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Greece: The Convenience of Kiosks

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pretty kiosk
photograph by Kaymaria Daskarolis

Thank goodness for the kiosks dotting Greece’s landscape. Who doesn’t at one or another point absolutely need one of the items hawked at all Greek kiosks? After all, consumer wares like chocolate bars, packs of cigarettes, celebrity magazines, condoms, maps, phone cards, and bottles of water are among the most essential tools of daily life.
True, some of the items on sale at kiosks cost less at supermarkets and gas stations—for example, a candy bar at a kiosk goes for €.70, whereas at a supermarket you might pay €.45—but other wares, including bottles of water and phone cards, have identical pricing. No matter where you go, you will pay €1 for a 1.5 liter bottle of water and either €5 or €10 for a phone card.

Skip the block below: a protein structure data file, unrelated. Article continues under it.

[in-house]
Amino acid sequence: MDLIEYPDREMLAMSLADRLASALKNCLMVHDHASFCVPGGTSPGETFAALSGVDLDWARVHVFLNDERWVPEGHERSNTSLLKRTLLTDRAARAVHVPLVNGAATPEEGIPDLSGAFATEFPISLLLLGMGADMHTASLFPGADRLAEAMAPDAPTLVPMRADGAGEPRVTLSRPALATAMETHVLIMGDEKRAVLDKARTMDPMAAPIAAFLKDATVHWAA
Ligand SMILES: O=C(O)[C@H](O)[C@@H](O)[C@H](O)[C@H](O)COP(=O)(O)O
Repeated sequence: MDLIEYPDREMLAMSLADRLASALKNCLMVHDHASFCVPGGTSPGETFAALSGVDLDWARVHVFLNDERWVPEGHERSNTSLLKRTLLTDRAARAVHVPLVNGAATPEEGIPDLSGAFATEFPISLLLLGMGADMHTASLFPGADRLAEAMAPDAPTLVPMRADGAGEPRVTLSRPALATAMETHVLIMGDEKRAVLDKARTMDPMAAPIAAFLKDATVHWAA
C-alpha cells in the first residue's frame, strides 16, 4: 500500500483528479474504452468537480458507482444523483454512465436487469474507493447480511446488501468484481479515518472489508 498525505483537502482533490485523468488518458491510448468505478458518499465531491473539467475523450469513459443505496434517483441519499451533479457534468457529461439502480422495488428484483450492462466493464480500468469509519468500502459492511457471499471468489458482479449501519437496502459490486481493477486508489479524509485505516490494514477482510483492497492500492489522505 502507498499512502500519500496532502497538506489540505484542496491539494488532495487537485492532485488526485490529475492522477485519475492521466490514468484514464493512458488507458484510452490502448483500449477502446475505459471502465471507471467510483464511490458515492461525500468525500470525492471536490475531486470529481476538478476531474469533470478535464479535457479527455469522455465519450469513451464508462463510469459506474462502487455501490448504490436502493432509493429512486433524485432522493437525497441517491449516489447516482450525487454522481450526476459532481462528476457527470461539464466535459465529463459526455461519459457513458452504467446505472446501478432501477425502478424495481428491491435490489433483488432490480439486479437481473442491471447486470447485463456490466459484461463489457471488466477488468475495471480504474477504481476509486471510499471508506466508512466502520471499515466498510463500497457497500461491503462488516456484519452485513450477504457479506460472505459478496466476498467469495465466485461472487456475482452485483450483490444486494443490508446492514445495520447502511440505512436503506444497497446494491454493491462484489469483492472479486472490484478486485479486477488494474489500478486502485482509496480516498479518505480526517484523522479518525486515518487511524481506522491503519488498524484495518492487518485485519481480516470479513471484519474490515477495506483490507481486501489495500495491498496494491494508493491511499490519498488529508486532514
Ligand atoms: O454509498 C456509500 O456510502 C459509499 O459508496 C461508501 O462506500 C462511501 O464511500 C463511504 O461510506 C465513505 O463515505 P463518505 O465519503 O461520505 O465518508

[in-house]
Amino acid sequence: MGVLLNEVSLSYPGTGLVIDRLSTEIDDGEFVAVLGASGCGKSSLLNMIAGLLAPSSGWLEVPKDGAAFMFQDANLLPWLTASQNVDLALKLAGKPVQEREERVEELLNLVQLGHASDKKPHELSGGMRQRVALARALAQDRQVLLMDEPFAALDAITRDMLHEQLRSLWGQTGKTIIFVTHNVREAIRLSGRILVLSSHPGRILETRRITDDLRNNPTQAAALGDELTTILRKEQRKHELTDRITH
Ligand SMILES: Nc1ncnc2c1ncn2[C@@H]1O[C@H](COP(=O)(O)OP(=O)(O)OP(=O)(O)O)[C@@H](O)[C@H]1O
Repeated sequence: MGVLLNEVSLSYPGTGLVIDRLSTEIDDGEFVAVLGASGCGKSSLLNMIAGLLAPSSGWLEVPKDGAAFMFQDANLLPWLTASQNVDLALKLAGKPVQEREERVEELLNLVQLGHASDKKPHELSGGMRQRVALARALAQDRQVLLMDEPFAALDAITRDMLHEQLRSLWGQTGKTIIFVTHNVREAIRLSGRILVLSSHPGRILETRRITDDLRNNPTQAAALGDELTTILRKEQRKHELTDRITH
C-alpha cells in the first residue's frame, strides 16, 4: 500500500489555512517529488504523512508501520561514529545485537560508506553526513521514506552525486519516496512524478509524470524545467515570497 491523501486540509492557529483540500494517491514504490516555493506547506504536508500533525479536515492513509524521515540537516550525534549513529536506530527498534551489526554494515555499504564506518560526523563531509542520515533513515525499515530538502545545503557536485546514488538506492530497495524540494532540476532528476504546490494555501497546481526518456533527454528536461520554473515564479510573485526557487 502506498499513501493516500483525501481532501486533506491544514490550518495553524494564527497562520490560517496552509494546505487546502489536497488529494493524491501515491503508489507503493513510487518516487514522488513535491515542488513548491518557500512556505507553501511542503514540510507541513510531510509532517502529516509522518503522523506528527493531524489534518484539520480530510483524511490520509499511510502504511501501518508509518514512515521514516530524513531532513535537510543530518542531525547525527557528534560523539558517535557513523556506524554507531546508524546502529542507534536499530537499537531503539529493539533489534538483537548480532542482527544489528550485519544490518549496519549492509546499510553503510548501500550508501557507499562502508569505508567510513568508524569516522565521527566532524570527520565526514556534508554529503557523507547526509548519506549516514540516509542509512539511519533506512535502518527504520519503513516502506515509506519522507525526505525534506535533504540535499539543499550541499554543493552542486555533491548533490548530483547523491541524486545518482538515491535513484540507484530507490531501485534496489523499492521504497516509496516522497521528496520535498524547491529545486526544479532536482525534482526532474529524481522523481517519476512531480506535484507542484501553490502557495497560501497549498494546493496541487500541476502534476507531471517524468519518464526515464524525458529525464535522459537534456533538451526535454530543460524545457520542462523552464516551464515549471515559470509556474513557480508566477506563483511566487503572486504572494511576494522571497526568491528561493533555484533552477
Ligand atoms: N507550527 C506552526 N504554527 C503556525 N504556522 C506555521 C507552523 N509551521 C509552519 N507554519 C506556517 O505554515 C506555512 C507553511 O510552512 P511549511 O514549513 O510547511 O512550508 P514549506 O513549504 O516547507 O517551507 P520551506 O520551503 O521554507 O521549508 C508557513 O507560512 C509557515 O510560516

So, when in Greece and in urgent need of something or other, do as the Greeks do. Go to one of your neighborhood kiosks. Most “periptera” are open from the wee hours of the morning (granted, for Greeks “early” morning business hours might begin as late as 10 a.m.) until 11 p.m. Some remain open 24 hours per day.

About the author

In order to keep a promise she and her brother had made to their grandmother (and to simultaneously fulfill one of her own dreams) Kaymaria left her beloved hometown of Oakland, California and headed to Athens in time for the 2004 Olympics. Today, she continues to work and play in the Greek capital, where you may find her writing atop Lykavittos, road-tripping with overseas guests, enjoying Athens cafés with friends, dancing to Greek hip-hop music, or reading Greek subtitles in an outdoor cinema. The daughter of two life-long educators and enthusiastic travelers, Kaymaria has explored North America, Mexico, and Europe. It was not until she spent a year as an exchange student at The University of York in England, however, that she discovered that she does not actually speak English.

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